About the Gun
The “ Pepper Box”style incorporates the cylinder and barrel into one unit. This means you are not saddled with a precise alignment of the cylinder to a stationary barrel. I have also eliminated the complex trigger system that revolvers utilize. As you know, in a conventional revolver, pulling back the hammer revolves they cylinder and sets the trigger and hammer in the firing position. In this design, you manually rotate the cylinder to each station. To fire the pistol, you simply pull back the hammer with your thumb, aim, and release.

Simplicity
There are only two moving parts on this gun, the cylinder and the hammer assembly. There are 25 essential parts, only six of which you must make yourself. The other 19 parts can be purchased at a hardware store. Appendix A lists the suppliers where you can obtain all the materials and tools necessary. In fact, you may want to visit your local machine shop where they may have all the stock you need in their scrap. If you are an experienced machinist you should be able to complete this design in about six hours. If you are a novice to working with metal, expect to spend significantly more time completing the project. There may be a small machine shop in your area that would manufacture some of the more difficult Page 3 of 23

pieces for you for a fee. If not, these plans are designed to guide a complete novice through the fabrication process. The instructions in this manual are geared more towards dimensioned drawings, illustrations, and photos rather than text. I believe this will make it easier for the builder to understand, whereas an experienced machinist only needs the drawings. I suggest using cold roll steel (1018). This is not the best steel to use in firearms, but it is easy to obtain and inexpensive. It is also easy to work with and has performed just fine in the prototype. If you have never worked with metal in your projects, I suggest getting more material than you think you will need. That way you will be covered if you make a mistake or lose a piece.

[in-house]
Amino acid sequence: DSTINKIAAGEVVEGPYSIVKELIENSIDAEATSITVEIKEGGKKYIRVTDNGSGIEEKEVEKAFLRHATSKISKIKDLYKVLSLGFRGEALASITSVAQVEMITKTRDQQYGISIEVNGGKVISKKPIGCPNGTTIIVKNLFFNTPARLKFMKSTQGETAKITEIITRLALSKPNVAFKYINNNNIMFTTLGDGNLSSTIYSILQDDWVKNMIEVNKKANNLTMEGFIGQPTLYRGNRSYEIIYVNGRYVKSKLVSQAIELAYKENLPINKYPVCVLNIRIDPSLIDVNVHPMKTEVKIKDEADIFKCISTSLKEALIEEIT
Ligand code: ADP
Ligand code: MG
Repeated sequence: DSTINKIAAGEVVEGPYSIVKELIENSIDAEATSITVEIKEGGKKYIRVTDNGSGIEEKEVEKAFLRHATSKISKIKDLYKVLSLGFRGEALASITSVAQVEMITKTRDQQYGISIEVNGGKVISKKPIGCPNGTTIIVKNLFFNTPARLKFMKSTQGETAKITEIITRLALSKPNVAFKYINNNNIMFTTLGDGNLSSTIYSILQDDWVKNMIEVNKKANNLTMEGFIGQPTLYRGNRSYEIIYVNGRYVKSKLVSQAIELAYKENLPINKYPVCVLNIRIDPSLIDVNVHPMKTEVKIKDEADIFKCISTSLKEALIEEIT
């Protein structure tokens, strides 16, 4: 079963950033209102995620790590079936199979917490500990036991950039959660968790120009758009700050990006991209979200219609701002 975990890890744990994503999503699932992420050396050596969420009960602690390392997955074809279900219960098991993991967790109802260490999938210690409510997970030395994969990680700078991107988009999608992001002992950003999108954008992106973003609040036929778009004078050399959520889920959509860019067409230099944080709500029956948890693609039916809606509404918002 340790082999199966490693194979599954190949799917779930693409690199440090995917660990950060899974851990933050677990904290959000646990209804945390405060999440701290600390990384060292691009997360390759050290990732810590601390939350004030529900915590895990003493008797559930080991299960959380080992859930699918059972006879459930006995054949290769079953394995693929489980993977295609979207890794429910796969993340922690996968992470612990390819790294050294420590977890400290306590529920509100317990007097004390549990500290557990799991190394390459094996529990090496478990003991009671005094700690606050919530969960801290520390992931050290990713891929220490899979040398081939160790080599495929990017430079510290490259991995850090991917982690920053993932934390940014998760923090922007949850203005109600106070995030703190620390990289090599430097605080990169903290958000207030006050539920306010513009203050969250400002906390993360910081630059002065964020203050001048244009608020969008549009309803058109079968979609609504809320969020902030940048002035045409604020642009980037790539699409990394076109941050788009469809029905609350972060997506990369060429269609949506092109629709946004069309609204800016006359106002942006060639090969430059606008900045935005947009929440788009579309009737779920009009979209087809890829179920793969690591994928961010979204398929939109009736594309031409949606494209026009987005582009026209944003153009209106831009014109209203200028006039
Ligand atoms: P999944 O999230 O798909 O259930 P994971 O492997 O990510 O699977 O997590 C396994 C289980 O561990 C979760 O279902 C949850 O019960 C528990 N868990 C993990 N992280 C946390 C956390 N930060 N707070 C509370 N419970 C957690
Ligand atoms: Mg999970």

Ammunition
The first thing I would purchase is the ammunition. 22 Long Rifle Ammo is still easy to obtain. But this can and probably will change at any time. Without ammunition, your time would be better spent making a good solid club. You will also need ammo to test your gun when you are finished. Testing will be covered at the end of the instructions.

In Loading Position

In Firing Position

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Getting Started

Figure 1 - Disassembled view of all components

Before you begin … … Study the text, drawings and photos carefully before starting work on the parts in this manual. If you build each part in the order presented, you may find the project to flow more smoothly. To highlight the lines, you will scribe on the parts to make them easier to see, mark over the area to be scribed with a felt tipped marker.